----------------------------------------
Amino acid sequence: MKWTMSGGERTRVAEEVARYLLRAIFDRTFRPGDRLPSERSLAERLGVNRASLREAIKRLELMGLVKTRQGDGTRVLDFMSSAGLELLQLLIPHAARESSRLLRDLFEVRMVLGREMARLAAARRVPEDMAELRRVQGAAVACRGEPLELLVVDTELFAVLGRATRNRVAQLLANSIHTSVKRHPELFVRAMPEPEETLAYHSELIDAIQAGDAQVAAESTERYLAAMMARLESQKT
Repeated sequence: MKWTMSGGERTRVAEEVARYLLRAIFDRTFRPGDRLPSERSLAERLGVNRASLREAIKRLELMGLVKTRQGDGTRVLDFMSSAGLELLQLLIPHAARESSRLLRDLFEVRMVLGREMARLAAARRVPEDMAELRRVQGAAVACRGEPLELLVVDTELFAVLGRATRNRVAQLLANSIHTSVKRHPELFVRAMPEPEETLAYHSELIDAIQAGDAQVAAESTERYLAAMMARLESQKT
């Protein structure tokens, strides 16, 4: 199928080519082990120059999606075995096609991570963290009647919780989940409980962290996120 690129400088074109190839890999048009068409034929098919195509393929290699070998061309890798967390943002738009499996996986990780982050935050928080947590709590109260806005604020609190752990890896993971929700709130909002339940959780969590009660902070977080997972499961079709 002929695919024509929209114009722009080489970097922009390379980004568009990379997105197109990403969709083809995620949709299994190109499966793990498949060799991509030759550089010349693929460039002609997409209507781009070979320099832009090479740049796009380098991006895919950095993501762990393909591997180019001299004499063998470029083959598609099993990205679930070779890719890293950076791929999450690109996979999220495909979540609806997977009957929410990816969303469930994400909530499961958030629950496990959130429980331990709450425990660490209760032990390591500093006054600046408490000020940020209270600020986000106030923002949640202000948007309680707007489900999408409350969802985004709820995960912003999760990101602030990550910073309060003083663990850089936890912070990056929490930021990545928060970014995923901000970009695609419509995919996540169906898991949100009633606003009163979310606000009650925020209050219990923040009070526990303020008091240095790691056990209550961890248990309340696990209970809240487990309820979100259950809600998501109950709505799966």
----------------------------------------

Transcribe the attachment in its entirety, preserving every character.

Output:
Amino acid sequence: MKWTMSGGERTRVAEEVARYLLRAIFDRTFRPGDRLPSERSLAERLGVNRASLREAIKRLELMGLVKTRQGDGTRVLDFMSSAGLELLQLLIPHAARESSRLLRDLFEVRMVLGREMARLAAARRVPEDMAELRRVQGAAVACRGEPLELLVVDTELFAVLGRATRNRVAQLLANSIHTSVKRHPELFVRAMPEPEETLAYHSELIDAIQAGDAQVAAESTERYLAAMMARLESQKT
Repeated sequence: MKWTMSGGERTRVAEEVARYLLRAIFDRTFRPGDRLPSERSLAERLGVNRASLREAIKRLELMGLVKTRQGDGTRVLDFMSSAGLELLQLLIPHAARESSRLLRDLFEVRMVLGREMARLAAARRVPEDMAELRRVQGAAVACRGEPLELLVVDTELFAVLGRATRNRVAQLLANSIHTSVKRHPELFVRAMPEPEETLAYHSELIDAIQAGDAQVAAESTERYLAAMMARLESQKT
């Protein structure tokens, strides 16, 4: 199928080519082990120059999606075995096609991570963290009647919780989940409980962290996120 690129400088074109190839890999048009068409034929098919195509393929290699070998061309890798967390943002738009499996996986990780982050935050928080947590709590109260806005604020609190752990890896993971929700709130909002339940959780969590009660902070977080997972499961079709 002929695919024509929209114009722009080489970097922009390379980004568009990379997105197109990403969709083809995620949709299994190109499966793990498949060799991509030759550089010349693929460039002609997409209507781009070979320099832009090479740049796009380098991006895919950095993501762990393909591997180019001299004499063998470029083959598609099993990205679930070779890719890293950076791929999450690109996979999220495909979540609806997977009957929410990816969303469930994400909530499961958030629950496990959130429980331990709450425990660490209760032990390591500093006054600046408490000020940020209270600020986000106030923002949640202000948007309680707007489900999408409350969802985004709820995960912003999760990101602030990550910073309060003083663990850089936890912070990056929490930021990545928060970014995923901000970009695609419509995919996540169906898991949100009633606003009163979310606000009650925020209050219990923040009070526990303020008091240095790691056990209550961890248990309340696990209970809240487990309820979100259950809600998501109950709505799966």